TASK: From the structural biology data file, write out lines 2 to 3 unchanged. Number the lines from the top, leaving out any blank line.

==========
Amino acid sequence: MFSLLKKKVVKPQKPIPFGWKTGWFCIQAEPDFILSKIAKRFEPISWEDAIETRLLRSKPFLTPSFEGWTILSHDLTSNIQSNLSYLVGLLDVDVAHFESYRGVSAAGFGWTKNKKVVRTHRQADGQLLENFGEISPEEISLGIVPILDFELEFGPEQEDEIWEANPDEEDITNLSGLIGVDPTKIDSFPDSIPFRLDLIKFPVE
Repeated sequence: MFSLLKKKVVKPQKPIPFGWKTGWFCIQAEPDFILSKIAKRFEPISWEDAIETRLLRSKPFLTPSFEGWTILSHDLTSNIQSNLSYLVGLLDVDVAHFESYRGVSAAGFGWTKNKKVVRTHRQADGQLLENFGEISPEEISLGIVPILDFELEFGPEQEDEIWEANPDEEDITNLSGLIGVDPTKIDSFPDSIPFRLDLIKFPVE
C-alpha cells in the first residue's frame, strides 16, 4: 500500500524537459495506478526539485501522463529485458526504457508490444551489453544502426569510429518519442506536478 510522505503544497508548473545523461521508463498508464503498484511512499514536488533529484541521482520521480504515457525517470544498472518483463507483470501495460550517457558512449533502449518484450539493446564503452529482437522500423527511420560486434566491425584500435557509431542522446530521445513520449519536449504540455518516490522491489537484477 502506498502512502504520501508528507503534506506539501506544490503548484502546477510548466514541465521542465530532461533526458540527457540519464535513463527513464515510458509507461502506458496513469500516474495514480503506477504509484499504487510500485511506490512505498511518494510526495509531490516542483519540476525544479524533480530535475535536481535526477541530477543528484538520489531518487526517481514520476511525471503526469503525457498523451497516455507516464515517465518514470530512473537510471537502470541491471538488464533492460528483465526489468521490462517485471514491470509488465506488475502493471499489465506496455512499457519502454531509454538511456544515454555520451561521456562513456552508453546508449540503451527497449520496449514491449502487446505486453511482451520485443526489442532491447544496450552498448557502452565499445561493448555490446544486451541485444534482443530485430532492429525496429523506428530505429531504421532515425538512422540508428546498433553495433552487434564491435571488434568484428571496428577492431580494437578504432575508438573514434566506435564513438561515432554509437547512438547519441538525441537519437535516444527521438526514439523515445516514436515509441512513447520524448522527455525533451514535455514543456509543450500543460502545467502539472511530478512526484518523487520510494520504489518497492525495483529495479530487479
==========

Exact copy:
Repeated sequence: MFSLLKKKVVKPQKPIPFGWKTGWFCIQAEPDFILSKIAKRFEPISWEDAIETRLLRSKPFLTPSFEGWTILSHDLTSNIQSNLSYLVGLLDVDVAHFESYRGVSAAGFGWTKNKKVVRTHRQADGQLLENFGEISPEEISLGIVPILDFELEFGPEQEDEIWEANPDEEDITNLSGLIGVDPTKIDSFPDSIPFRLDLIKFPVE
C-alpha cells in the first residue's frame, strides 16, 4: 500500500524537459495506478526539485501522463529485458526504457508490444551489453544502426569510429518519442506536478 510522505503544497508548473545523461521508463498508464503498484511512499514536488533529484541521482520521480504515457525517470544498472518483463507483470501495460550517457558512449533502449518484450539493446564503452529482437522500423527511420560486434566491425584500435557509431542522446530521445513520449519536449504540455518516490522491489537484477 502506498502512502504520501508528507503534506506539501506544490503548484502546477510548466514541465521542465530532461533526458540527457540519464535513463527513464515510458509507461502506458496513469500516474495514480503506477504509484499504487510500485511506490512505498511518494510526495509531490516542483519540476525544479524533480530535475535536481535526477541530477543528484538520489531518487526517481514520476511525471503526469503525457498523451497516455507516464515517465518514470530512473537510471537502470541491471538488464533492460528483465526489468521490462517485471514491470509488465506488475502493471499489465506496455512499457519502454531509454538511456544515454555520451561521456562513456552508453546508449540503451527497449520496449514491449502487446505486453511482451520485443526489442532491447544496450552498448557502452565499445561493448555490446544486451541485444534482443530485430532492429525496429523506428530505429531504421532515425538512422540508428546498433553495433552487434564491435571488434568484428571496428577492431580494437578504432575508438573514434566506435564513438561515432554509437547512438547519441538525441537519437535516444527521438526514439523515445516514436515509441512513447520524448522527455525533451514535455514543456509543450500543460502545467502539472511530478512526484518523487520510494520504489518497492525495483529495479530487479